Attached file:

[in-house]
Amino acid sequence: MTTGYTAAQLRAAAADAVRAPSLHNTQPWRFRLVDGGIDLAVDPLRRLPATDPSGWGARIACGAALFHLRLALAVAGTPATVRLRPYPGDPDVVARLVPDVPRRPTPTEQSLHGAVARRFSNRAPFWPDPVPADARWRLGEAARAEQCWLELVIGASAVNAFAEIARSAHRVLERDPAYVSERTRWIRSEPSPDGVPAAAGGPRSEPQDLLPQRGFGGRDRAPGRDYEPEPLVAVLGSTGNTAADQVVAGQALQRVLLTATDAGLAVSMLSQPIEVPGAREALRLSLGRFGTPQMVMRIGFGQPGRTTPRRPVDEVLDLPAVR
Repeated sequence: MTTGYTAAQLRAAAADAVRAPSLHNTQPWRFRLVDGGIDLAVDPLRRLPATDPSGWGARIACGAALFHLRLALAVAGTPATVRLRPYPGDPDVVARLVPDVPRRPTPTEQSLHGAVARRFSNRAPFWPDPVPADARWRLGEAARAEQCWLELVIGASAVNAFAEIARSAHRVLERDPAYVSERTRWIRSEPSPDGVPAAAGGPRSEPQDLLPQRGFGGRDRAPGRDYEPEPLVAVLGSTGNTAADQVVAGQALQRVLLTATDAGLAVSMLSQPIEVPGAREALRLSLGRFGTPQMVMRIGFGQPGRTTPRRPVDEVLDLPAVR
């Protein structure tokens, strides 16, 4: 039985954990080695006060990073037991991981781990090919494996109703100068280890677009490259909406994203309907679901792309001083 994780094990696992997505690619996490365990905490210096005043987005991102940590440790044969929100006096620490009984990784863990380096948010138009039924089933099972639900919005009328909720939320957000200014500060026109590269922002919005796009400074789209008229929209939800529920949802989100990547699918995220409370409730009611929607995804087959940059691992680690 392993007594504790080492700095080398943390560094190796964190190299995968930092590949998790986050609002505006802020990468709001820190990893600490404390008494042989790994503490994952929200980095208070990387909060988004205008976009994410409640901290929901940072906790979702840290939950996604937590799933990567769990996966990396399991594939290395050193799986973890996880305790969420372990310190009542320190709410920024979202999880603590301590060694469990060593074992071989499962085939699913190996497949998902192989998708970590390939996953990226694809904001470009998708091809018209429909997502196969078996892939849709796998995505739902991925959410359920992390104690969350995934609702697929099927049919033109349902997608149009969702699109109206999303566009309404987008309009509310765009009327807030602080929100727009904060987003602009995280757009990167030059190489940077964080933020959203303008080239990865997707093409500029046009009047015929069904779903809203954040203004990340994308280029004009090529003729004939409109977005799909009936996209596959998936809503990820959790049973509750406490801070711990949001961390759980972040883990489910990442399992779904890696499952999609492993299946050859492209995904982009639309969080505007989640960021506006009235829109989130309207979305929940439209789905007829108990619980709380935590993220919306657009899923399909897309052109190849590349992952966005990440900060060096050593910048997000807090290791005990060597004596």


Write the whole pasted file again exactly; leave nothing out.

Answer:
[in-house]
Amino acid sequence: MTTGYTAAQLRAAAADAVRAPSLHNTQPWRFRLVDGGIDLAVDPLRRLPATDPSGWGARIACGAALFHLRLALAVAGTPATVRLRPYPGDPDVVARLVPDVPRRPTPTEQSLHGAVARRFSNRAPFWPDPVPADARWRLGEAARAEQCWLELVIGASAVNAFAEIARSAHRVLERDPAYVSERTRWIRSEPSPDGVPAAAGGPRSEPQDLLPQRGFGGRDRAPGRDYEPEPLVAVLGSTGNTAADQVVAGQALQRVLLTATDAGLAVSMLSQPIEVPGAREALRLSLGRFGTPQMVMRIGFGQPGRTTPRRPVDEVLDLPAVR
Repeated sequence: MTTGYTAAQLRAAAADAVRAPSLHNTQPWRFRLVDGGIDLAVDPLRRLPATDPSGWGARIACGAALFHLRLALAVAGTPATVRLRPYPGDPDVVARLVPDVPRRPTPTEQSLHGAVARRFSNRAPFWPDPVPADARWRLGEAARAEQCWLELVIGASAVNAFAEIARSAHRVLERDPAYVSERTRWIRSEPSPDGVPAAAGGPRSEPQDLLPQRGFGGRDRAPGRDYEPEPLVAVLGSTGNTAADQVVAGQALQRVLLTATDAGLAVSMLSQPIEVPGAREALRLSLGRFGTPQMVMRIGFGQPGRTTPRRPVDEVLDLPAVR
């Protein structure tokens, strides 16, 4: 039985954990080695006060990073037991991981781990090919494996109703100068280890677009490259909406994203309907679901792309001083 994780094990696992997505690619996490365990905490210096005043987005991102940590440790044969929100006096620490009984990784863990380096948010138009039924089933099972639900919005009328909720939320957000200014500060026109590269922002919005796009400074789209008229929209939800529920949802989100990547699918995220409370409730009611929607995804087959940059691992680690 392993007594504790080492700095080398943390560094190796964190190299995968930092590949998790986050609002505006802020990468709001820190990893600490404390008494042989790994503490994952929200980095208070990387909060988004205008976009994410409640901290929901940072906790979702840290939950996604937590799933990567769990996966990396399991594939290395050193799986973890996880305790969420372990310190009542320190709410920024979202999880603590301590060694469990060593074992071989499962085939699913190996497949998902192989998708970590390939996953990226694809904001470009998708091809018209429909997502196969078996892939849709796998995505739902991925959410359920992390104690969350995934609702697929099927049919033109349902997608149009969702699109109206999303566009309404987008309009509310765009009327807030602080929100727009904060987003602009995280757009990167030059190489940077964080933020959203303008080239990865997707093409500029046009009047015929069904779903809203954040203004990340994308280029004009090529003729004939409109977005799909009936996209596959998936809503990820959790049973509750406490801070711990949001961390759980972040883990489910990442399992779904890696499952999609492993299946050859492209995904982009639309969080505007989640960021506006009235829109989130309207979305929940439209789905007829108990619980709380935590993220919306657009899923399909897309052109190849590349992952966005990440900060060096050593910048997000807090290791005990060597004596």